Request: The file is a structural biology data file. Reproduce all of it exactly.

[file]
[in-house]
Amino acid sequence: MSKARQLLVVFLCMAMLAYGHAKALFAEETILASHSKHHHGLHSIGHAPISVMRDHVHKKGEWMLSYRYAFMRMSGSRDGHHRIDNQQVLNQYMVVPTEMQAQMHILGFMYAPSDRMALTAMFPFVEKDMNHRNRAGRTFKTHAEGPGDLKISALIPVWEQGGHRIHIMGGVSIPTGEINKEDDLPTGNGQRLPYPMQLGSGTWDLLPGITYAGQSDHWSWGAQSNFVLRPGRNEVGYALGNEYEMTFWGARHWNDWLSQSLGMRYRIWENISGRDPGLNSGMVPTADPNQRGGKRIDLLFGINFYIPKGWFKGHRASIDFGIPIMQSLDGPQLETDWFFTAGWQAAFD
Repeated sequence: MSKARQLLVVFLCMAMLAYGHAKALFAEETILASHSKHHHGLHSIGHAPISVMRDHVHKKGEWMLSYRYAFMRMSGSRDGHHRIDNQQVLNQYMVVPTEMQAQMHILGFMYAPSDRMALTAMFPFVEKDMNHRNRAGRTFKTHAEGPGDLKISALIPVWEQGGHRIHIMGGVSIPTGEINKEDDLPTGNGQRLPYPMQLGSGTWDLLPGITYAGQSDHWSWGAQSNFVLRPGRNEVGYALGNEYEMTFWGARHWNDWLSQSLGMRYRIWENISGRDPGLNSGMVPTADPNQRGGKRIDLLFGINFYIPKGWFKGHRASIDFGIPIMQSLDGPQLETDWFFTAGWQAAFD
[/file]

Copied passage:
[in-house]
Amino acid sequence: MSKARQLLVVFLCMAMLAYGHAKALFAEETILASHSKHHHGLHSIGHAPISVMRDHVHKKGEWMLSYRYAFMRMSGSRDGHHRIDNQQVLNQYMVVPTEMQAQMHILGFMYAPSDRMALTAMFPFVEKDMNHRNRAGRTFKTHAEGPGDLKISALIPVWEQGGHRIHIMGGVSIPTGEINKEDDLPTGNGQRLPYPMQLGSGTWDLLPGITYAGQSDHWSWGAQSNFVLRPGRNEVGYALGNEYEMTFWGARHWNDWLSQSLGMRYRIWENISGRDPGLNSGMVPTADPNQRGGKRIDLLFGINFYIPKGWFKGHRASIDFGIPIMQSLDGPQLETDWFFTAGWQAAFD
Repeated sequence: MSKARQLLVVFLCMAMLAYGHAKALFAEETILASHSKHHHGLHSIGHAPISVMRDHVHKKGEWMLSYRYAFMRMSGSRDGHHRIDNQQVLNQYMVVPTEMQAQMHILGFMYAPSDRMALTAMFPFVEKDMNHRNRAGRTFKTHAEGPGDLKISALIPVWEQGGHRIHIMGGVSIPTGEINKEDDLPTGNGQRLPYPMQLGSGTWDLLPGITYAGQSDHWSWGAQSNFVLRPGRNEVGYALGNEYEMTFWGARHWNDWLSQSLGMRYRIWENISGRDPGLNSGMVPTADPNQRGGKRIDLLFGINFYIPKGWFKGHRASIDFGIPIMQSLDGPQLETDWFFTAGWQAAFD